Circuit 10: Most Underrated Superhero Films of the Past Decade

***To celebrate AwardsCircuit’s 10 Year Anniversary, a new series is born.  “Circuit 10” is a brand new column that will run every week (often times more than once) until May 2019. Any articles or listings will only cover film or television within the last 10-year time frame and can also tie into that week’s respective releases.*** 

Ten years ago this summer, “Iron Man” announced the arrival of Marvel Studios. “The Dark Knight” roared into theaters, eventually helping to expand the Best Picture lineup at the Oscars. Even “The Incredible Hulk” mattered, as the existence of the film helped lay the foundation for the MCU. Since this summer, the superhero film has become a staple of the modern blockbuster and tentpole world. These films are some of the highest grossing films of all time, including 4 of the 5 highest grossing movies of 2018.

Shockingly, the entrance of “Ant-Man and the Wasp” looks like it could join those films in the blockbuster race. Before the end of the year, we’ll get three more superhero films including an animated “Spider-Man” film. With so many of these heroes abound, some have to be underrated. With that in mind, let’s look at the Top 10 most underrated superhero films of the past decade.

10. “Megamind” (2010) – Directed by Tom McGrath

The concept of animated superheroes had already come to pass by the time “Megamind” appeared. Unfortunately for “Megamind,” the concept of a villain becoming the hero had already worn out its welcome as well. After all, “Despicable Me” released in early 2010. Despite the timing of the release, “Megamind” was a quality film, even if was quickly forgotten by many.

The story follows the villain Megamind (Will Ferrell) when he accidentally beats his archenemy Metro Man (Brad Pitt). Unsure what to do with himself, Megamind trains a nobody to become a pseudo-hero to fight against, only to find his creation too powerful. While the movie does eventually get sloppy, the initial idea is still worthy of exploration. Just “One-Punch Man” has explored an overpowered superhero, “Megamind” began to explore the mental toll of villainy on its protagonist. For this thought alone, “Megamind” remains drastically underrated, and has value in the modern superhero landscape.

9. “Watchmen” (2009) – Directed by Zach Snyder

There are few superhero films more divisive than “Watchmen,” which released in 2009. It seems odd at this point to know that Zach Snyder directed the film, yet it features many of his trademarks. The intro to the film is gorgeous as it reimagines moments of history through a superhero lens. The colors are bright, and visually the film pops off the screen. Yet again, the human moments of the film don’t always work, as characters struggle to bind. In some ways, this is a stereotypical Snyder film.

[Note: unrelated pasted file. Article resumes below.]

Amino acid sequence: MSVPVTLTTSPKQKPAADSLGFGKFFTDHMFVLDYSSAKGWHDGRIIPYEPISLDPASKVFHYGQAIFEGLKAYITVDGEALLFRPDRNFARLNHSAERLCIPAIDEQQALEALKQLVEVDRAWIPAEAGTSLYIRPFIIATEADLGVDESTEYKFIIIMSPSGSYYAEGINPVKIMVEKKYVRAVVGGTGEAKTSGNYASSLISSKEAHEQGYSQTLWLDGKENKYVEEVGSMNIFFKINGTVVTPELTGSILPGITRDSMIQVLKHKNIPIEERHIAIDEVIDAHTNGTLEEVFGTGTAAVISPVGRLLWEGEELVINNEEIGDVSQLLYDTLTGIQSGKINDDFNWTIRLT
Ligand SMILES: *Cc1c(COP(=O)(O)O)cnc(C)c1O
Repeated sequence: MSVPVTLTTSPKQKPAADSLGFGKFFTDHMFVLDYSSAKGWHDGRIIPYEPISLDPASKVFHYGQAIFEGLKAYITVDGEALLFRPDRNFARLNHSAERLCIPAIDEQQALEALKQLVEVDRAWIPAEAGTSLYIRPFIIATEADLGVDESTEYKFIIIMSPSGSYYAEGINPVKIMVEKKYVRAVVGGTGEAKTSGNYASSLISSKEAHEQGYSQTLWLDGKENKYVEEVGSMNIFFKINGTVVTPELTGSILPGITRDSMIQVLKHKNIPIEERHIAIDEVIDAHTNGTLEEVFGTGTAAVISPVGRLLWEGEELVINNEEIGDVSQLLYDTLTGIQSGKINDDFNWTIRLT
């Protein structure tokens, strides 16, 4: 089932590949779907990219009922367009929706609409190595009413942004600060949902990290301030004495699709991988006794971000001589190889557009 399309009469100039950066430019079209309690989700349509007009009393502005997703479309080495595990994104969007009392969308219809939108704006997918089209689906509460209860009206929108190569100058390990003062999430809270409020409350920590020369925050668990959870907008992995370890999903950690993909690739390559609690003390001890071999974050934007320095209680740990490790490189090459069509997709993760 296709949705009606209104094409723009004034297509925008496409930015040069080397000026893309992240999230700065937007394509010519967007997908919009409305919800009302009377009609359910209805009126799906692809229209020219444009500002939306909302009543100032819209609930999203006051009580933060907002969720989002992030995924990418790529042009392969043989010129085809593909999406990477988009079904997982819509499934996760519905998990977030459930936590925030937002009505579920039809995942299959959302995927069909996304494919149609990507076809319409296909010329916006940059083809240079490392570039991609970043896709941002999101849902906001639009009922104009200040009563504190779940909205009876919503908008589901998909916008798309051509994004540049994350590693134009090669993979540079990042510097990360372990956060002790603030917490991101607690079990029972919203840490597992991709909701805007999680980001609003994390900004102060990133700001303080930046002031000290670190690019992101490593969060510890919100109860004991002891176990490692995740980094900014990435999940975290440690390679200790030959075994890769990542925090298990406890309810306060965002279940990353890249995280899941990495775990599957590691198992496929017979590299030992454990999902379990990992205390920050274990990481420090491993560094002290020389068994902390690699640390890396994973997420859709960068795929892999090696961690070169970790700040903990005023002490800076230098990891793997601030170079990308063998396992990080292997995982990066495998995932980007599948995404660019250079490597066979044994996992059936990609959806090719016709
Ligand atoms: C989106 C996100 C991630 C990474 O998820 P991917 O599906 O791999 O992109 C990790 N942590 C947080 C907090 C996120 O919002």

However, “Watchman” deserves far more credit than some are willing to give it. First of all, the concepts seemed unfilmable by many. There had been many attempts to translate the iconic graphic novel to film, yet none had worked. In this regard alone, Snyder deserves some credit. He couldn’t necessarily shoot the comic panel-by-panel. Yet this was about as close as one could to pull off that feat. Characters came to life. Actors like Patrick Wilson and Jackie Earle Haley brought their characters to life. While “Watchman” is not a perfect film, it is far from a disaster. “Watchman” represents the peak of Snyder’s career and remains an underrated film despite being a near flawless adaptation of the source material.

8. “Hellboy II: The Golden Army” (2008) – Directed by Guillermo Del Toro

One of the great prosthetic and make-up driven films of the past decade, “Hellboy II: The Golden Army” remains a weird, yet an exciting film. “Hellboy II” is often unfairly derided for losing its former protagonist. Frankly, audiences weren’t watching the film to see a human in a world of monsters. We wanted to see Hellboy (Ron Perlman), Liz (Selma Blair) and Abe Sapien (Doug Jones). Yet this presented an issue: who is the audience supposed to identify with?

It was this problem that forced the story outside of Hellboy’s comfort zone. While the weirdness of this franchise made the films so interesting, it also hurt them. The story never really gets fully reigned in, and the introduction of Seth MacFarlane’s Johan Krauss did not work. The brother/sister relationship of this film was a little uncomfortable for audiences. The campy acting mixed poorly with the weird elements, and the film lost some of the momentum of the first feature.

Money was also an issue for the franchise. While “Hellboy” felt like a viable franchise after the first film, the price of the 2nd film soared. “Hellboy II: The Golden Army” was definitely strong enough to warrant a sequel. However, Guillermo Del Toro wanted to invest too much money into the film. Audiences did not really show up for the film, and Universal only picked up $180 million worldwide on an $85 million budget. Worse, the film only grossed $75 million domestically. If the budget had been dropped to $40 or $50 million, we might have a had another Del Toro led film in the franchise. Del Toro went on to better things, and the reboot looks exciting.

7. “Split” (2017) – Directed by M. Night Shyamalan

We weren’t aware we were watching a superhero movie when this film started up. Yet the end of this film and the promotional materials for “Glass” seem to indicate we were. Whether “The Beast” is a superhero is still to be determined, but the monster that James McAvoy became has powers for sure. “Split” opened some interesting questions that have not really been addressed within the superhero genre to date. Namely, what would we do if someone with powers struggled with mental illness?

In other ways, “Split” represents the first horror/superhero film. The threat is very real to the girls in the film, namely Anya Taylor-Joy‘s star turn as Casey. McAvoy haunts the halls of the bunker where he keeps the girls, and he represents a psychological and physical threat at all times. The film also proved that director M. Night Shyamalan should get more chances to work. “Split” does not feel like your stereotypical superhero film. Yet it is also one of the best of the past decade.

6. “Kick-Ass” (2010) – Director Matthew Vaughn

There is little doubt that Matthew Vaughn is one of the more important directors for comic book material over the last decade. Not only did he bring “X-Men: First Class” to screen, but he also breathed life into “Kick-Ass” and “The Kingsman” franchises. “Kick-Ass” felt like it was overrated for a time after its release, but the 2nd film “Kick-Ass 2” killed that thought. Still, the original film is solid despite some of the problematic elements at play.